Herniation Syndrome and Receiving Social Security DisabilityHerniation syndrome is a disorder that is characterized by the connective tissue of your brain, cerebrospinal fluid and blood vessels becoming displaced outside of the compartments in your head where they are normally located. This comes about as the result of an increase in intracranial pressure. Intracranial pressure is the pressure inside of your skull. Your brain is the very center of your nervous system. Your brain is an extremely unique and interesting organ. Your brain is the organ that has the job of monitoring and regulating your bodys actions and reactions. Your brain is receiving sensory information all of the time. Your brain quickly analyzes the data that it receives and then responds to it by regulating your bodily functions and actions. This increase in pressure leads to your brain expanding. However, due to the fact that your brain does not have any place to go inside of your skull, it results in your brain becoming severely damaged. Herniation syndrome may take place in different areas of your brain. Some of these include:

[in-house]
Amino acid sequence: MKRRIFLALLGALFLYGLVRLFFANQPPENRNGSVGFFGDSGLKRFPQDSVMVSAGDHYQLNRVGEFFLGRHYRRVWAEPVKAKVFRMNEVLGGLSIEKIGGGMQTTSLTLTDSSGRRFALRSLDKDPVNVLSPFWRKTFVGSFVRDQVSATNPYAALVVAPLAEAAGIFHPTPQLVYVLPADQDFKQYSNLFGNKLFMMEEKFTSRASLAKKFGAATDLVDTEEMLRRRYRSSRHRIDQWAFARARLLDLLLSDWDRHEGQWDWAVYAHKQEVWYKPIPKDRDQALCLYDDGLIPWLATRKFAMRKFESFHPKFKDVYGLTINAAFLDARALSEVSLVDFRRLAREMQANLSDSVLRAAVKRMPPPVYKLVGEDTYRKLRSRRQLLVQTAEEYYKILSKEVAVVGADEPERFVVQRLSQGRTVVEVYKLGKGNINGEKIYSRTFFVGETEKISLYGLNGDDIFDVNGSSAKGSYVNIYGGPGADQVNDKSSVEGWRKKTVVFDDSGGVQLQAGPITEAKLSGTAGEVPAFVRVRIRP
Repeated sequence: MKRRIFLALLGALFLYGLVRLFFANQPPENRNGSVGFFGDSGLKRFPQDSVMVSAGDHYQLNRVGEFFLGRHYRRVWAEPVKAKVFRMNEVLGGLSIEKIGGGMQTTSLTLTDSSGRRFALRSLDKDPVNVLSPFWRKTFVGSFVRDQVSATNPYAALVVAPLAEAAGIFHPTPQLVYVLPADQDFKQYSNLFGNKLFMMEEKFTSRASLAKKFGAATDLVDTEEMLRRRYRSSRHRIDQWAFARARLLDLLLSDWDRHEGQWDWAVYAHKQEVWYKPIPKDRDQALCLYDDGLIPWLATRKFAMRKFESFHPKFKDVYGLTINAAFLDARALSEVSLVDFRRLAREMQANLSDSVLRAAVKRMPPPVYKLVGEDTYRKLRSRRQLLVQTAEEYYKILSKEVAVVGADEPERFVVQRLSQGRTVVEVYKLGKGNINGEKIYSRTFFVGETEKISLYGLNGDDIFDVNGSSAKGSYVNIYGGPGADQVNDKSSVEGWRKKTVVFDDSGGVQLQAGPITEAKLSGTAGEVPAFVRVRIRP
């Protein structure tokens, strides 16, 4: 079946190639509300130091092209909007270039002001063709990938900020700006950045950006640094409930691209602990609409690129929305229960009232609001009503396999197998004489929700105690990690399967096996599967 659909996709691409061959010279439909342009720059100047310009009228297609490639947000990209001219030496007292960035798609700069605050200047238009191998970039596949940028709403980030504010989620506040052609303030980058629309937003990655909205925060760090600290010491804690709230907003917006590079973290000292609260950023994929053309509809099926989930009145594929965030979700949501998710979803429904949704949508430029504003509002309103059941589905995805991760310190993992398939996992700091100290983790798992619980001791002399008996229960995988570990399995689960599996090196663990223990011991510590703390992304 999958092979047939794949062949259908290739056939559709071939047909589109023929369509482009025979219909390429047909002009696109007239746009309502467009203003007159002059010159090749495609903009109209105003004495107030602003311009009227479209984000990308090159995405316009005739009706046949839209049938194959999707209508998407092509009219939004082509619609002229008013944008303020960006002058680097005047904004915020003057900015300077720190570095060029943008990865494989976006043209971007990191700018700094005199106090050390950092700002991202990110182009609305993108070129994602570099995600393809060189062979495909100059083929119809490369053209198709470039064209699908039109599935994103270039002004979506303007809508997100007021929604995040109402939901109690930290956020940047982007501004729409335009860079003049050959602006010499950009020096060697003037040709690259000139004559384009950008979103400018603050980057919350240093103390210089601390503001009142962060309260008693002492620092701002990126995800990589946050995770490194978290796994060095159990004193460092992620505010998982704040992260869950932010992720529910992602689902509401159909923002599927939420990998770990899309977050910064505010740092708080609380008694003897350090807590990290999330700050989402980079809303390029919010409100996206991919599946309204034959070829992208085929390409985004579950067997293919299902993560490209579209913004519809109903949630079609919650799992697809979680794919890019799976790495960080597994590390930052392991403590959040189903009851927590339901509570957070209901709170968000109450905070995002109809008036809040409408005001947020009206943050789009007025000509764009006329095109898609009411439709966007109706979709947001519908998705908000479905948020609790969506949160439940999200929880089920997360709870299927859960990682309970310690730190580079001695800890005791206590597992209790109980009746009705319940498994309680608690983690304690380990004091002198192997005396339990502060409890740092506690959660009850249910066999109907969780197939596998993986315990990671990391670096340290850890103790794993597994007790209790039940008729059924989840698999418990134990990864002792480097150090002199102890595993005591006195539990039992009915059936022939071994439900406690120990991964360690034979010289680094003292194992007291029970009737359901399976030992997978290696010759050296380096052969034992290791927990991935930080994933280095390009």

- ? Through openings in your brain that may develop as a result of brain surgery
- ? Between areas inside of your skull, such as those that are separated by a rigid membrane that is known as the tentorium
- ? Through a natural opening at the base of your skull that is referred to as the foramen magnum.
There are other things that can result in herniation syndromeSome of these are:
- ? A metastatic brain tumor (this is a tumor that originates somewhere else in your body, but it moves (metastasizes) to your brain)
- ? A primary brain tumor (this is a tumor that starts in your brain)
- ? A hemorrhage
- ? An abscess
- ? Hydrocephalus (the build up of fluid inside of your skull).
Signs you might have Herniation SyndromeThere are many different signs and symptoms that you may experience, which may be an indication of herniation syndrome. Some of these may include:
- ? A progressive loss of consciousness
- ? Irregular breathing
- ? The loss of all brainstem reflexes (this is gagging, blinking and your pupils reacting to light)
- ? Falling into a coma
- ? Respiratory arrest (you are not breathing)
- ? A lack of coordination
- ? Cardiac arrest (where you have no pulse)
- ? Being in an altered mental state
- ? Having an irregular pulse.